General Leslie Leopold Rudolph
Penshurst, Kent, England
Weybridge, Surrey, England


From The London Philatelist, July 1917:

In Memoriam

Once more fate has dealt heavily with the Royal Philatelic Society: Leslie Hausburg, that prince of philatelists and good fellows, died on the 3rd inst. in the prime of life and the full enjoyment of his remarkable philatelic powers.

Leslie Leopold Rudolph Hausburg was the son of the late Frederick Ludwig Leopold Hausburg and was born at the Glebe, Penshurst, Kent, in May, 1872. He was educated at Tunbridge Wells, Clifton, and Trinity College, Cambridge, where he took his B.A. in the Mathematical Tripos of 1894, being classed as a Senior Optime. After leaving College he served an apprenticeship with the well-known Electrical Engineers, Messrs. Johnson and Phillips, of Charlton, but never practised.

He married, at the age of 23, Miss Beatrice Riseley, sister of the well-known tennis players and herself no mean exponent of the game. Mr Hausburg played tennis for his Varsity and greatly distinguished himself at Wimbledon in the Championship doubles with Mr Charles O. S. Hatton, with whom, in the early 1890s, he played up to the final round, and was only beaten by an ace. In conjunction with his brother, Mr Campbell B. Hausburg, he achieved considerable successes at various tournaments throughout the country.

Mr Leslie Hausburg was a great traveller and visited practically every part of the world, his more notable trips being to East Africa, Japan, the United States and Australia. He made frequent visits to Paris and to other parts of Europe, where he was an indefatigable searcher for stamps at a time when the Continent was a happy hunting-ground.

He joined our Society when he was at Cambridge in 1892, became a Member of the Council in June, 1900, and was elected Honorary Secretary in 1913. He had for many years been a member of the Expert, Publication, and Programme Committees, on all of which he had done sterling work. Since the War began, he has been mainly instrumental in supporting and maintaining the Weybridge Cottage Hospital and acting as one of the Honorary Secretaries of the National Philatelic War Fund, for the remarkable success of which he was largely responsible.

Mr Hausburg’s interest and achievements in philatelic matters are so recent as to be well known. He was probably the greatest authority on the reconstitution of sheets of stamps in the order in which they were originally printed, popularly known as “plating”, that the world has ever known. His studies in this direction on the stamps of Victoria, Peru, Mexico, and Venezuela are all wonderful examples of thorough and persistent work, and stamp him as the leading exponent of that particular branch of Philately. He had done splendid work, too, on the intricate subject of the perforations of Australian stamps.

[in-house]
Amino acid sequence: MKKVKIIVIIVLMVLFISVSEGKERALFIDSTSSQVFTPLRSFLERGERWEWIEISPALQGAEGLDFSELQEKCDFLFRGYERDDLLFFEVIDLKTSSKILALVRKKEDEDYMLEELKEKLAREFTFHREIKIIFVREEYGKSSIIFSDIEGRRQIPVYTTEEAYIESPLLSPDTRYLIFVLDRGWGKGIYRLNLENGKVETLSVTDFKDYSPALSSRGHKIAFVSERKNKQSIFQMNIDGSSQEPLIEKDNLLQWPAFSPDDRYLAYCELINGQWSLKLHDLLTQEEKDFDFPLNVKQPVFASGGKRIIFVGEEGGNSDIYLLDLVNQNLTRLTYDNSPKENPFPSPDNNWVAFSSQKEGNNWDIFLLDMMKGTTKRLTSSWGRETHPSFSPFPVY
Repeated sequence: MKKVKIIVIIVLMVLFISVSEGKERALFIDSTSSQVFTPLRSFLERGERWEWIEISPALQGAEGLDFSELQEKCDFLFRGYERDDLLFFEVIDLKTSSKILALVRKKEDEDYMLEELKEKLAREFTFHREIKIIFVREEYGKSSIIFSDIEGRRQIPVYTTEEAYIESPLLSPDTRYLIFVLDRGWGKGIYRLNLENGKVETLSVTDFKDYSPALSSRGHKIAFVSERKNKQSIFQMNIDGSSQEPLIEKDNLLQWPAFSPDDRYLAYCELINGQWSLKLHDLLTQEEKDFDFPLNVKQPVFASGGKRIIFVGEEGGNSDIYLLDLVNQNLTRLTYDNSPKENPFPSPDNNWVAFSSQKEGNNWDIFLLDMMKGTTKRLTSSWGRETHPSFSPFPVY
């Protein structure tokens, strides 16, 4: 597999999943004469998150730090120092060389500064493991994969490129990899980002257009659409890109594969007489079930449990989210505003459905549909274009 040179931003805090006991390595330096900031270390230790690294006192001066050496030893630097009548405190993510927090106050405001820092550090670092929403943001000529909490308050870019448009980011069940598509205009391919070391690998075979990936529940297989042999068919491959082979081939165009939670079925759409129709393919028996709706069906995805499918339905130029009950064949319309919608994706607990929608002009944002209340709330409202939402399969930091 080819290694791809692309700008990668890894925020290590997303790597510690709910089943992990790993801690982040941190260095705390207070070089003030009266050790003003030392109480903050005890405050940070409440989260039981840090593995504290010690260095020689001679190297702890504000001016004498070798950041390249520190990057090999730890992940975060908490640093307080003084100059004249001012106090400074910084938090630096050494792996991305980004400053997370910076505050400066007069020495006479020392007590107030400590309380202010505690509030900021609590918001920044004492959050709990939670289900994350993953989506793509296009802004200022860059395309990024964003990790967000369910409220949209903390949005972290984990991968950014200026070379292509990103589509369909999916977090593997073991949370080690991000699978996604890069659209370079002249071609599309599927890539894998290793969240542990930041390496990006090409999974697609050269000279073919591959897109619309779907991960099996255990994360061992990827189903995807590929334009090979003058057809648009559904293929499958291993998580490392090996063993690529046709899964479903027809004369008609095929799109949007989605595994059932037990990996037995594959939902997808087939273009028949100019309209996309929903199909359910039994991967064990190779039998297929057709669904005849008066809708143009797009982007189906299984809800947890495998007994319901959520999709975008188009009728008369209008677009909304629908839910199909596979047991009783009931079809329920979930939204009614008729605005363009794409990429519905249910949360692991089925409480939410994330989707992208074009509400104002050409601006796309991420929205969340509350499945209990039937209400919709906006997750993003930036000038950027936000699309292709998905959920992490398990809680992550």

His articles published in the London Philatelist, Philatelic Record, Stanley Gibbons Monthly Journal and other magazines, a summary of which we give at the end of this notice, together with the useful part he played on the Publication Committee of the Society, and his monumental work on the Postage Stamps of India, are fitting memorials for so distinguished a philatelist.

Those who knew him best can appreciate the terrible loss in our ranks his death will create; we shall never forget the amount of energy and good work put in by him during our International Exhibition in 1906 at the Horticultural Hall. The great success of that Exhibition, which probably was the finest and best organised ever held, was largely due to the labours of the Honorary Secretaries, Mr Herbert R. Oldfield and himself

As a collector he had very special gifts – time, ample means, and particularly sound judgment. His Australian collections were exceptionally fine; we believe these were all disposed of prior to his death, except his stamps of Victoria.

He has died at the early age of 45 after a long and painful illness, borne with stoic fortitude, and our sympathy goes out and is most freely tendered to his devoted wife, who has nursed him throughout his illness with unswerving care. By his death our Society is bereft of one of its most distinguished Fellows and Philately has lost one of its most devoted followers.


Archive statistics 1890 - 1909

Tournaments Riviera Championships - 1909 Monte Carlo - 1908 Riviera Championships - 1908 South of France Championships - 1908 Surrey Championships - 1908 Sheffield - 1908 Epsom - 1908 South of England Championships - 1907 Monte Carlo - 1903 South of France Championships - 1903 Surrey Championships - 1903 Wimbledon - 1902 French Covered Court Championships - 1902 Surrey Championships - 1902 German International Championships - 1900 Sussex Championships - 1900 Homburg Cup - 1900 Gloucestershire - 1899 Exmouth - 1898 Bournemouth - 1898 South of France Championships - 1897 Sussex Championships - 1897 Exmouth - 1897 Blackheath - 1897 Kent County Championships - 1897 North of England Championships - 1896 West of England Championships - 1896 Teignmouth and Shaldon - 1896 Blackheath - 1896 Kent County Championships - 1896 Scottish Championships - 1895 Championships of Wales - 1895 Northumberland Championships - 1895 Teignmouth and Shaldon - 1895 Edgbaston - 1895 Clifton - 1895 Sussex Championships - 1894 Championships of Wales - 1894 Nottingham - 1894 Northumberland Championships - 1894 South of England Championships - 1894 Warwickshire Championships - 1894 Edgbaston - 1894 Moffat - 1894 Moffat - 1893 Stanraer - 1893 North of Wales - 1892 Northumberland Championships - 1891 Moffat - 1890

Leave a Reply

Your email address will not be published. Required fields are marked *